Village: Engineering and Environment
Current Research Techniques:
X-ray powder diffraction
Analysing data collected on beamline I11 requires consideration of the the type of information you are hoping to extract from your experiments before your beamtime. You should clearly set out what you hope to achieve from your data collection and analysis before embarking on your experiment or refinement. There is a large difference in the processes required for phase identification compared with Rietveld refinement of your structures.
Please note that at I11 we have a range of data analysis software available, but Topas is mainly supported. We expect that when you arrive you will be able to analysis your own data and extract the relevant information. We are happy to help you with difficult data, but there are no guarantees.
We have received many enquiries from previous users about refinement procedures, and so we have provided below answers to some of the most frequently asked questions in analysis of synchrotron data.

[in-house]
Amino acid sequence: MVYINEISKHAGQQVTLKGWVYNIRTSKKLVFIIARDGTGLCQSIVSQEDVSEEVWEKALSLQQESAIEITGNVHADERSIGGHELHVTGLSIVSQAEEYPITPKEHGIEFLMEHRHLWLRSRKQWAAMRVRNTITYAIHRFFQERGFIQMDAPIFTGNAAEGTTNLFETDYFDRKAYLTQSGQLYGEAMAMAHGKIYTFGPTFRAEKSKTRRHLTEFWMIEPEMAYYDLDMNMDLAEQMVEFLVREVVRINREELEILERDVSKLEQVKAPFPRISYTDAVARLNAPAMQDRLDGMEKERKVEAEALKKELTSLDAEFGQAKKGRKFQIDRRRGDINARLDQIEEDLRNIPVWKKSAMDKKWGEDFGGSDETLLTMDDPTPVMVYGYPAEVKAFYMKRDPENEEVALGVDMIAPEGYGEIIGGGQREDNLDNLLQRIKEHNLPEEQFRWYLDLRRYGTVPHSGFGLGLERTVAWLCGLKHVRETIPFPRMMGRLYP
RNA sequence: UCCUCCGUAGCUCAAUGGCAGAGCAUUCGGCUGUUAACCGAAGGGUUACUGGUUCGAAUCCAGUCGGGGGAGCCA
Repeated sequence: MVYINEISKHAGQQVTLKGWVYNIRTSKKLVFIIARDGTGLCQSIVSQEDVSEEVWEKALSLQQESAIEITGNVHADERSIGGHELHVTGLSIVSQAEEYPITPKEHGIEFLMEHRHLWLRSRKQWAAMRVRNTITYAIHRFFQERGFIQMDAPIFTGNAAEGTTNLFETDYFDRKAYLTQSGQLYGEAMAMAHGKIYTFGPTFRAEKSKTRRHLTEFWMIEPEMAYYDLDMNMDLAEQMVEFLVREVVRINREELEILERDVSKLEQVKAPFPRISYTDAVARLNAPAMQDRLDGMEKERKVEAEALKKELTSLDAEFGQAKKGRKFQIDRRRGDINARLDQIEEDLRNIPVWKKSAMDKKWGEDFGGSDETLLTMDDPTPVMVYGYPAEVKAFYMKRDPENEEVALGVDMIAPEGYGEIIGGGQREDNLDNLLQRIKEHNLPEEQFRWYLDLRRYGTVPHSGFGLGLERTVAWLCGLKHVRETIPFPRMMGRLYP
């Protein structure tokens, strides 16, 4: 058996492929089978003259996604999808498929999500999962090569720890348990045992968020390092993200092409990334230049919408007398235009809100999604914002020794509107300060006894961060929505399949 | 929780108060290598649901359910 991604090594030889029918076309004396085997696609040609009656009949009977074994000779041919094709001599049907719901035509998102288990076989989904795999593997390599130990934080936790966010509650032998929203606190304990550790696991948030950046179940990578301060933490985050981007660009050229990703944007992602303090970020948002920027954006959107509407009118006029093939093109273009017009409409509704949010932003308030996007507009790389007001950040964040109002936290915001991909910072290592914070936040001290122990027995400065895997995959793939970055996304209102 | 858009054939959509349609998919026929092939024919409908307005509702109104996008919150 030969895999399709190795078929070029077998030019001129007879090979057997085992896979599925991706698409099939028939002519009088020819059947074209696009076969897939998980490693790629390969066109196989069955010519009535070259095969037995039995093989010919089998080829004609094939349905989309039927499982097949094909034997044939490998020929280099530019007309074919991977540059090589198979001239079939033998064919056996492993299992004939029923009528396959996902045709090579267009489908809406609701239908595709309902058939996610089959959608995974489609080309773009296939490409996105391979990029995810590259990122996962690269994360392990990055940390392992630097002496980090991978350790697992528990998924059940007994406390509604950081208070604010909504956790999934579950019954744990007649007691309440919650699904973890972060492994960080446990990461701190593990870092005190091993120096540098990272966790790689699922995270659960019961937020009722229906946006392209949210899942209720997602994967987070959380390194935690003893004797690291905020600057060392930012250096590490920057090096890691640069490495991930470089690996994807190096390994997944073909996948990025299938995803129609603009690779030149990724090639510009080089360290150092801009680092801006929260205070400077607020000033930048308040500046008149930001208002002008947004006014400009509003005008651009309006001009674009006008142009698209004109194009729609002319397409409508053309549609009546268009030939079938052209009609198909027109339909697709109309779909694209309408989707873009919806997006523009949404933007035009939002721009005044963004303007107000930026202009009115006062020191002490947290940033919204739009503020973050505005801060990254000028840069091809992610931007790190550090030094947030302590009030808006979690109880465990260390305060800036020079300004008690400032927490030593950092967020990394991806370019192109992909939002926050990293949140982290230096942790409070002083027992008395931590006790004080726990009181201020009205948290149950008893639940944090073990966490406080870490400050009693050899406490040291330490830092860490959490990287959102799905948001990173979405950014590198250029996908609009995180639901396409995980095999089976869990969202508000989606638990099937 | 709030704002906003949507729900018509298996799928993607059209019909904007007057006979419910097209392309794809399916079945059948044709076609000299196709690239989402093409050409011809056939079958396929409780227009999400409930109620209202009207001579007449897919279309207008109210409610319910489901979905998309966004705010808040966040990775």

- Change the wavelength and zero point to that provided to you by your local contact
- When you set up your refinement, it is vital to remember that the orientation of the beamline is not the same as your home machine, and so the LP factor should be set to 90 rather than 0. The parallel nature of the beam should be accounted for by changing 'lh' to 0.0001.
- Axial divergence - A good approximation is the simple axial model (Cheary and Coehlo, 1998). It is advisable to initially fix the starting parameter at 5° as shown below.
- If you are interested in calculating apparent particle size and strain, please refer to Topas Fundamental Parameter Refinements
Sample .inp files are provided below for reference
- Change the wavelength and zero point in EXPGUI/GSAS to that provided to you by your local contact
- A GSAS instrumental parameter file for silicon (NIST 640c standard) is provided below as a starting point for refinement.
Further information about the beamline is available from the following article:
S. P. Thompson, J. E. Parker, J. Potter, T. P. Hill, A. Birt, T. M. Cobb, F. Yuan, and C. C. Tang, Rev. Sci. Instrum. 2009, 80, 075107-1.
Diamond Light Source is the UK's national synchrotron science facility, located at the Harwell Science and Innovation Campus in Oxfordshire.
Copyright © 2017 Diamond Light Source
Diamond Light Source Ltd
Harwell Science & Innovation Campus